Their union builds off an existing academic affiliation spanning two decades to create an 18-hospital system with about $5.9 billion in revenue. Their footprint would include more than 50 outpatient and urgent-care centers, leading rehabilitation and post-acute facilities, nearly 39,000 employees, and more than 2,000 residents and fellows, the most in the Philadelphia region. The definitive agreement, which was signed about six months after the letter of intent, now awaits the blessing of state and federal regulators.
“Philadelphia has some of the largest health inequities and is home to six academic medical centers, so something needs to change,” said Dr. Stephen Klasko, president of Thomas Jefferson University and CEO of Jefferson Health. “Two of the most creative organization taking care of the underserved decided to get together for the right reasons.”
Academic medical centers typically have higher cost structures related to their research arms and specialized tertiary and quaternary care. This can drive mergers and acquisitions that carry the expectation of scale yielding savings.
Executives maintain that this partnership will enable them to care for more people closer to home rather than in higher-cost settings like hospitals.
“We are like-minded institutions from a culture and mission standpoint, which made it easy for us to get to this point,” said Barry Freedman, president and CEO of Einstein.
Jefferson had an operating income of $11.96 million on revenue of $4.73 billion in 2017, down from $49.69 operating income on $3.96 billion of revenue the year prior. While admissions increased nearly 20%, salaries, wages and benefits jumped nearly 20% and supply costs increased about 19%.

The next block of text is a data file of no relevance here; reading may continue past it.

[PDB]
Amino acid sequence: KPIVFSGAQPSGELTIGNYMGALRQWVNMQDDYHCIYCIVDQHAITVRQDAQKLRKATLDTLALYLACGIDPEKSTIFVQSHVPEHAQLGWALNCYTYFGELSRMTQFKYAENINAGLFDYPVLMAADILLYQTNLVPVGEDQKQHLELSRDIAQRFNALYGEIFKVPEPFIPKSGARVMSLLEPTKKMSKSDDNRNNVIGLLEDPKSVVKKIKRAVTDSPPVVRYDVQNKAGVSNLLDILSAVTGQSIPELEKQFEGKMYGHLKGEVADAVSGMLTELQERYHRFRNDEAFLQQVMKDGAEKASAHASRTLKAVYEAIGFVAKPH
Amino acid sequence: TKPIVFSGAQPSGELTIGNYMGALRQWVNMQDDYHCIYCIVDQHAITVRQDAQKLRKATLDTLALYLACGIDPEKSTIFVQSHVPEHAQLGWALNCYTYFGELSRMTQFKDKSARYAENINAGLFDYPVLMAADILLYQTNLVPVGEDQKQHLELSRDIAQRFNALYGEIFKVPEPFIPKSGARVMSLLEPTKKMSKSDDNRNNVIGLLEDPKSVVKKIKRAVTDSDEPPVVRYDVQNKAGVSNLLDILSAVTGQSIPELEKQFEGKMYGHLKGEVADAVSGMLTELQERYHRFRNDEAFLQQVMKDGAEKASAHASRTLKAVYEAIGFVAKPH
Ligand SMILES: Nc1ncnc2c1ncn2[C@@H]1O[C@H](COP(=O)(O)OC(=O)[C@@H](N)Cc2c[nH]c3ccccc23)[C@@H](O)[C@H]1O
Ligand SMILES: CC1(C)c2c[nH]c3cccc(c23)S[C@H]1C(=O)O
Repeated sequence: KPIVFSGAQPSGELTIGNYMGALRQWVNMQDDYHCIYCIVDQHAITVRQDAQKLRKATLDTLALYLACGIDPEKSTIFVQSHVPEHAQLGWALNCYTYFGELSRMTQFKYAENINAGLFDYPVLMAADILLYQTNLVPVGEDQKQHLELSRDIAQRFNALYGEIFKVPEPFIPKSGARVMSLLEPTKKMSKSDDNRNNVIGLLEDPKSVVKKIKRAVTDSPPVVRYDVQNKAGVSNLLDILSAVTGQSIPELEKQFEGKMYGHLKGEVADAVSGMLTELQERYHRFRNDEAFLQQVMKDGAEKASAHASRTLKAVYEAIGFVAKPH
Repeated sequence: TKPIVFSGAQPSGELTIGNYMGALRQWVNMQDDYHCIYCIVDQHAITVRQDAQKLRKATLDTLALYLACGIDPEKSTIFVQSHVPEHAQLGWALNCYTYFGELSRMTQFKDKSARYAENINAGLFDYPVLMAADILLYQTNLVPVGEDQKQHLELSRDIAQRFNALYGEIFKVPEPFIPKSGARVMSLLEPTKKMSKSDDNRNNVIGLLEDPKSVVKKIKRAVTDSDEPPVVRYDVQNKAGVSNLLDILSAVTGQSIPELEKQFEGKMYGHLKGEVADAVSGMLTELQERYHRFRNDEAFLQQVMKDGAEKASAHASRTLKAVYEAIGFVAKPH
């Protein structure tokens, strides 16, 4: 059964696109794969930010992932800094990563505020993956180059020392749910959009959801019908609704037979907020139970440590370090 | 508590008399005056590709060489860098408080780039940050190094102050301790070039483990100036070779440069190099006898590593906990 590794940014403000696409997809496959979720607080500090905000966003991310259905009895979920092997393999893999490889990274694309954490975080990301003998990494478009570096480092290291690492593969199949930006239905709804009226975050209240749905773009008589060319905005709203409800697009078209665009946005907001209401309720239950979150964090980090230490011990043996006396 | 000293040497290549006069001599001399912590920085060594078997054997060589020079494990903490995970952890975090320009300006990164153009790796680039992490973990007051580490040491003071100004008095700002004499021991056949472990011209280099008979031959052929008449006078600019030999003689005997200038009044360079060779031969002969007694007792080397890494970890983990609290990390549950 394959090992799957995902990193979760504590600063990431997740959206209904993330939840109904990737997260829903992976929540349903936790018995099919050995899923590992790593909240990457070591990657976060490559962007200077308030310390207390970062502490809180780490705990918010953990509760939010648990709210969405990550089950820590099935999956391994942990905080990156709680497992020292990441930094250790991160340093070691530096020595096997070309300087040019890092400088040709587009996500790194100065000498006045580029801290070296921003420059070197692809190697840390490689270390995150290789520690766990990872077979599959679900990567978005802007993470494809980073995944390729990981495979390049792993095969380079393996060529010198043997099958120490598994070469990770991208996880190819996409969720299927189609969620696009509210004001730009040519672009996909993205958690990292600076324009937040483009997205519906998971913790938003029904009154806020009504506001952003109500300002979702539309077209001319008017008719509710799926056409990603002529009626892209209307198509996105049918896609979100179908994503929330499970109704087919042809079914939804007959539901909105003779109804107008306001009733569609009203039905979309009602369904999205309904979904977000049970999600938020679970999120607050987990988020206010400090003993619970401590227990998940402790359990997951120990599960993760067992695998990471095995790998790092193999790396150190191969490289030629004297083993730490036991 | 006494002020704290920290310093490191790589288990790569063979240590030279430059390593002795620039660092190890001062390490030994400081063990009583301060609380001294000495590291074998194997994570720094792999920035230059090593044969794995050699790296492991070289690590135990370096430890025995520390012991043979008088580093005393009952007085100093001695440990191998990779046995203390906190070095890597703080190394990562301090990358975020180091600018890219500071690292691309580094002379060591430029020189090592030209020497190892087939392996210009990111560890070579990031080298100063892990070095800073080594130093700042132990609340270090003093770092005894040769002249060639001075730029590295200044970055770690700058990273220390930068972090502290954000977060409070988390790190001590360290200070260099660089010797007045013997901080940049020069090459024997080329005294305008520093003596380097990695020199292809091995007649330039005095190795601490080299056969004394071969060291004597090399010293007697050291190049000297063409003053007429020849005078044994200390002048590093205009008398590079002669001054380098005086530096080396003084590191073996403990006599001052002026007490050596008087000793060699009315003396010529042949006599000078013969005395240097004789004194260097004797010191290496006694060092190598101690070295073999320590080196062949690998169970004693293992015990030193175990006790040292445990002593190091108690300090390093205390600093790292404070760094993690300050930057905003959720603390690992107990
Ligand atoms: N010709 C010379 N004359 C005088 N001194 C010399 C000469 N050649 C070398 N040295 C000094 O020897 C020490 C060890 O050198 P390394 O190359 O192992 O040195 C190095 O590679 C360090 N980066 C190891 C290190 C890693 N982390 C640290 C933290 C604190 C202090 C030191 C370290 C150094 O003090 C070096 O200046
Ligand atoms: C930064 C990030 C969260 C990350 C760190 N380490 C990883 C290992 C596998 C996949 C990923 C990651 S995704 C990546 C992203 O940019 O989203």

Einstein reported an operating loss of $23.09 million on revenue of $1.22 billion, down from $9.12 million of operating income on $1.19 billion in revenue in 2016. Expenses related to salaries and benefits increased more than 6% while external physician and clinician and professional service fees jumped nearly 10%. Non-operating costs related to pension benefits also dragged Einstein’s balance sheet. Revenue from the Medicare and Medicaid programs accounted for about 70% of its net patient revenue.
Consultants told Jefferson and Einstein that a merger of this size should produce anywhere from 2% to 5% in cost savings. While healthcare executives argue that the savings mergers produce will dwarf the cost of integration, economists warn that potential synergies do not offset higher cost structures.
The systems plan to bundle purchasing to create more cost-effective contracts, coordinate care at their transplant and rehabilitation centers and grow their telehealth network, among other initiatives.
“We think we will be attractive to payers because we care for a large Medicare and Medicaid population,” Klasko said. “We take care of their needs in the least expensive ways.”
Combining academic functions is also a driving force behind the merger, executives said. The next generation of physicians will need to bring more compassion to care delivery rather than just memorize data and medical literature, Klasko said.
“They need to be self-aware, empathetic and culturally competent. That’s a differentiating factor to choose us,” he said.
If the deal goes through, Einstein will add an equal number of members to the expanded Thomas Jefferson University board. Freedman will remain president and CEO while adding the role of executive vice president at Jefferson Health. Klasko, who last month was named part of Modern Healthcare’s disrupters within the 100 Most Influential People in Healthcare 2018, will remain the CEO of Jefferson Health with Dr. Bruce Meyer as president of the clinical enterprise.
Jefferson has grown from a three-hospital academic medical center to a 14-hospital system as the Pennsylvania market continues to consolidate. Jefferson has been incrementally growing its network over the past several years through partnerships with Abington in the Pennsylvania suburbs, Aria Health in the Philadelphia region, Magee Rehabilitation also in Philadelphia, Kennedy in New Jersey and Philadelphia University.
Einstein Medical Center Philadelphia is the largest independent academic medical center in the Philadelphia area and trains more than 3,500 medical students and 400 residents. Einstein also provides a range of healthcare services through skilled-nursing and rehabilitation centers that closely align with Jefferson, 12 outpatient-care centers, and a network of more than 700 primary-care physicians and specialists throughout the region.